Crown Range comeback - from paralysed to pedalling

Heikki Kaariainen cycles on the Crown Range Rd, above the harrowing paddock which he crashed into...
Heikki Kaariainen cycles on the Crown Range Rd, above the harrowing paddock which he crashed into while paragliding nearly 14 years ago. Photo by Naeem Alvi.
A former Queenstown man who was paralysed from a paragliding accident, smiled in triumph yesterday afternoon as he pedalled past the scene of the horrific crash which happened 14 years ago on the Crown Range.

On January 23, 1997, Heikki Kaariainen crashed into an Arrow Junction paddock, near Arrowtown, after a solo paragliding training flight from the Crown Terrace went horribly wrong, and a forced landing broke his back, causing paralysis from the waist down.

"The accident was horrible, and it is difficult to describe the flashbacks. I remember feeling a horrible pain in my back and thinking something is definitely wrong," Mr Kaariainen (52) said while taking a rest yesterday.

On November 25, he set off on a cross-country endurance ride from Bluff to Cape Reinga using an ACC-funded 42-gear $7500 recumbent trike, with the ambitions of strengthening his legs and raising money for the Spinal Injury Trust.

"This model of trike usually costs $7500, but it cost me two legs and an arm ... Making my legs stronger and raising money for charity is my way of paying back," he said.

The day of the crash, he was flown to Christchurch Hospital, and then spent three and a-half months at the nearby Burwood Spinal Unit.

He said, after a month in hospital, doctors told him he should get used to his chair, as he would he would never walk again.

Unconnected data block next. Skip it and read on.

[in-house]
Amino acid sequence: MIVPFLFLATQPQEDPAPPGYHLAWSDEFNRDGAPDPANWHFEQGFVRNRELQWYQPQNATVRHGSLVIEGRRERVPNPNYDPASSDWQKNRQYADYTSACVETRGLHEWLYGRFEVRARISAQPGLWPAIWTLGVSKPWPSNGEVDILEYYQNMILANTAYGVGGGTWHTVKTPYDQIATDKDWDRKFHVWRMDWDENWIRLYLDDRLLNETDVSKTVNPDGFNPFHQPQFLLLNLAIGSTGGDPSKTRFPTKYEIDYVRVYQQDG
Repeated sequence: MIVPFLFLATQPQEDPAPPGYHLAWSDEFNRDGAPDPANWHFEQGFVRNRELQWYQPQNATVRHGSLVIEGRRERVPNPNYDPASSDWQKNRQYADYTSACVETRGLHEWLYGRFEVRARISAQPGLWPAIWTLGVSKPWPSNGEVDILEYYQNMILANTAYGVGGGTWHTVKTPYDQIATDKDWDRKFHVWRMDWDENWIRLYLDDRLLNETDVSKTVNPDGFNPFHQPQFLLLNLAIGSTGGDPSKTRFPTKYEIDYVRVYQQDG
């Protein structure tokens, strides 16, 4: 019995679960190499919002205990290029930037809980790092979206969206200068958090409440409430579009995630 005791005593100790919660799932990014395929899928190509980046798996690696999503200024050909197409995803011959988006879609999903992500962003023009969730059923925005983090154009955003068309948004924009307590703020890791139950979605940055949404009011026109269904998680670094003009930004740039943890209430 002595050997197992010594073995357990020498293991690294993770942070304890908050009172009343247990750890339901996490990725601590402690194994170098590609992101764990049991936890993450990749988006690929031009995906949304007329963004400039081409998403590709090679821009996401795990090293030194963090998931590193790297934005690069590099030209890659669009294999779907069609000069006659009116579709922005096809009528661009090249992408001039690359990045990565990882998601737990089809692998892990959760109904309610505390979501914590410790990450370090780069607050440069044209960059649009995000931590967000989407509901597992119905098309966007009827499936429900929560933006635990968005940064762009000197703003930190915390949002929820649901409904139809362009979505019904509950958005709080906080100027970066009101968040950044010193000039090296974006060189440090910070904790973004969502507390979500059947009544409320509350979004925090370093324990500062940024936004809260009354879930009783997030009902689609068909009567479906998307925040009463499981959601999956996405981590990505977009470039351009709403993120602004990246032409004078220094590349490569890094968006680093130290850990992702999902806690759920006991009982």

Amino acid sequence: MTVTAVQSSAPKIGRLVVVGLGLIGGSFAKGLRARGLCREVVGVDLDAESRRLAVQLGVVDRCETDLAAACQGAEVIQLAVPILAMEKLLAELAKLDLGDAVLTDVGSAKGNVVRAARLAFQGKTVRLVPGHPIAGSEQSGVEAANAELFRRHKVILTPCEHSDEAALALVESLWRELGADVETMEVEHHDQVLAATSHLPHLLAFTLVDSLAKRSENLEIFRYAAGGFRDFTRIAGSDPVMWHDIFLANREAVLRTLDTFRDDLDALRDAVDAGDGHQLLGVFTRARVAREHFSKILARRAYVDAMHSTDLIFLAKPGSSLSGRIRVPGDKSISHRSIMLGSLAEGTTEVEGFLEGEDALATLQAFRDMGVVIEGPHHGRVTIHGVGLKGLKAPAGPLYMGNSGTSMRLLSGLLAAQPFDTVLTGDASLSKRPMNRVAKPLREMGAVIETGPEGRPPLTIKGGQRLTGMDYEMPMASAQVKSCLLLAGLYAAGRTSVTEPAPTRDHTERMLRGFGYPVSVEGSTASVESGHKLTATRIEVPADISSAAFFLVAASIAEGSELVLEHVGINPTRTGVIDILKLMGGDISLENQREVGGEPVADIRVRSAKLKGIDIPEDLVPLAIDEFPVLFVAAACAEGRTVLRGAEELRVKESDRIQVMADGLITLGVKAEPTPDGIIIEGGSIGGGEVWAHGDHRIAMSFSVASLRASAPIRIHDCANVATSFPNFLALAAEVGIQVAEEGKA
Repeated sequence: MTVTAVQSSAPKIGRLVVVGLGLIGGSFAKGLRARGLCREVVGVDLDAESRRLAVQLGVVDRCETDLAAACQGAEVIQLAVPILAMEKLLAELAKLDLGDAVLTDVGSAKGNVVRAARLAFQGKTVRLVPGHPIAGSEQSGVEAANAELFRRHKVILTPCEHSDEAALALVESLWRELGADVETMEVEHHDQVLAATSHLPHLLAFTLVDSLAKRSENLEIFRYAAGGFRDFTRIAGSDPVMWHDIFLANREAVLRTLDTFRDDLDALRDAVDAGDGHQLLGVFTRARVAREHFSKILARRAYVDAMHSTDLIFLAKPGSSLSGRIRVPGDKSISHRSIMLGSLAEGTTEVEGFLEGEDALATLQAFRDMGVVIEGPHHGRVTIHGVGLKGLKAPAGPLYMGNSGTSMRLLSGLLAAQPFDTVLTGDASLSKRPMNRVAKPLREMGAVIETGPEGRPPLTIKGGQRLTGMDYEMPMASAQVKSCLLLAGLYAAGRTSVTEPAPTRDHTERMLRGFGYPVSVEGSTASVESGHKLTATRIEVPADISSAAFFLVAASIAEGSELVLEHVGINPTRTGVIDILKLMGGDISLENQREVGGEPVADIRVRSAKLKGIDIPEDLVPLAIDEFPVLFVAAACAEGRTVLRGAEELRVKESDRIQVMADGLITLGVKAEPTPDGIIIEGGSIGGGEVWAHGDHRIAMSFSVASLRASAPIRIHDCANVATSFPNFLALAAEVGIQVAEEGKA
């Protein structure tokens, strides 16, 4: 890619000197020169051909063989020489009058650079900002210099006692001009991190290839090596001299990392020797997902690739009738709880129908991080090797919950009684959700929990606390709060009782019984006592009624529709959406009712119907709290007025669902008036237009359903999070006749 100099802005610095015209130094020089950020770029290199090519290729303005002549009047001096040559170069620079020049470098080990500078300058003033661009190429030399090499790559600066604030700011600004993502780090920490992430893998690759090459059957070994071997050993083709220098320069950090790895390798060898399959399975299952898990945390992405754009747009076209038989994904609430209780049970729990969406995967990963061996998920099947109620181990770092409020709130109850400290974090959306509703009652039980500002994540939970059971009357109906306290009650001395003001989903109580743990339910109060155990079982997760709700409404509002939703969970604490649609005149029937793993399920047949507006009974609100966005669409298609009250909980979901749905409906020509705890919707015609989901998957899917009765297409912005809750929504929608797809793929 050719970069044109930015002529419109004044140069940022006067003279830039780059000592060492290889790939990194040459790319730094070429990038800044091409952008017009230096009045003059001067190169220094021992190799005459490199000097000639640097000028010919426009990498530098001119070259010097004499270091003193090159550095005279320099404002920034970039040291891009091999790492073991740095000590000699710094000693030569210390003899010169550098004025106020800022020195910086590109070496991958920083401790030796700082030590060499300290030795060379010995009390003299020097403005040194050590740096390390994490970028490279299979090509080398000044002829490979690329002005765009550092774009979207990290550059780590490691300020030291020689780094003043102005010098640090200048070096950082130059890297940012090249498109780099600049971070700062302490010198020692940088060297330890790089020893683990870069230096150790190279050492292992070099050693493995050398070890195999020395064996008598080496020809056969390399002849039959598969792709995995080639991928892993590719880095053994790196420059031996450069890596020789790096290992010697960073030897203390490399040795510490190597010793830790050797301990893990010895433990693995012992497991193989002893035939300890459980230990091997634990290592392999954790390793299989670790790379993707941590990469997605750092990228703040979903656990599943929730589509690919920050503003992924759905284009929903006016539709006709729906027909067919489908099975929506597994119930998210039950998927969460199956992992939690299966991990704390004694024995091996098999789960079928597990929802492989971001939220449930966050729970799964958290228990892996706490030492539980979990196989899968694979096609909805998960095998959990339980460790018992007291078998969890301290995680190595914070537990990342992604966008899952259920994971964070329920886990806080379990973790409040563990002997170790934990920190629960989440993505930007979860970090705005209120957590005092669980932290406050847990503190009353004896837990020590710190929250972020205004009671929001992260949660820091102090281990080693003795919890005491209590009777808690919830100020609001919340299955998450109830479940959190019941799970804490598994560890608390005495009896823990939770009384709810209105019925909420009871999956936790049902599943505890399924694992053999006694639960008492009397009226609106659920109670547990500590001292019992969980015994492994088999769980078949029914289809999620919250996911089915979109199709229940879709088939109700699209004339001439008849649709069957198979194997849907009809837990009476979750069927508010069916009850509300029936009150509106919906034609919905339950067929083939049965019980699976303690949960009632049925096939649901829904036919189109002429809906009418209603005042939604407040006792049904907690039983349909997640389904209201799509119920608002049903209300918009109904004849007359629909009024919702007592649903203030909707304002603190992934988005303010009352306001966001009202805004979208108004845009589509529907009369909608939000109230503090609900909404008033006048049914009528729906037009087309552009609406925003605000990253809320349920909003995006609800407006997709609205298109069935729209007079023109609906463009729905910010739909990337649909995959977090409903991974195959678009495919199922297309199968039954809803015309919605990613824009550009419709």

Three years on, he regained some muscle movement in his legs and swapped his wheelchair for walking sticks.

"I had six months of physio and exercise which is really to hard to describe ... those first steps were really the hardest," he said.

A former electronics technician, and self-confessed adrenaline lover, he lived in Queenstown for four years before the accident.

After pedalling about 25km each day, he hitchhikes back to collect his campervan, which he has lived in for most of the time since his accident, around Nelson and Tauranga.

Climbing the Crown Range yesterday, he said it was definitely the most difficult hill he had faced so far, but it was good to be back in Queenstown.

He was joined yesterday by volunteer Pol Petitpierre, of Spain, who controlled traffic and carried refreshments.

Last year, Mr Kaariainen wrote a NZ campervan guide book, under the pen-name Henry Van Campa, which he will be updating throughout his trip.

He was looking forward to a "formula one descent" down the other side of the Crown Range, into Wanaka today.

"I couldn't say how long the whole trip is going to take.

"It could takes months, if not a year.

"It's like a walkabout, it will take whatever it takes," he said.

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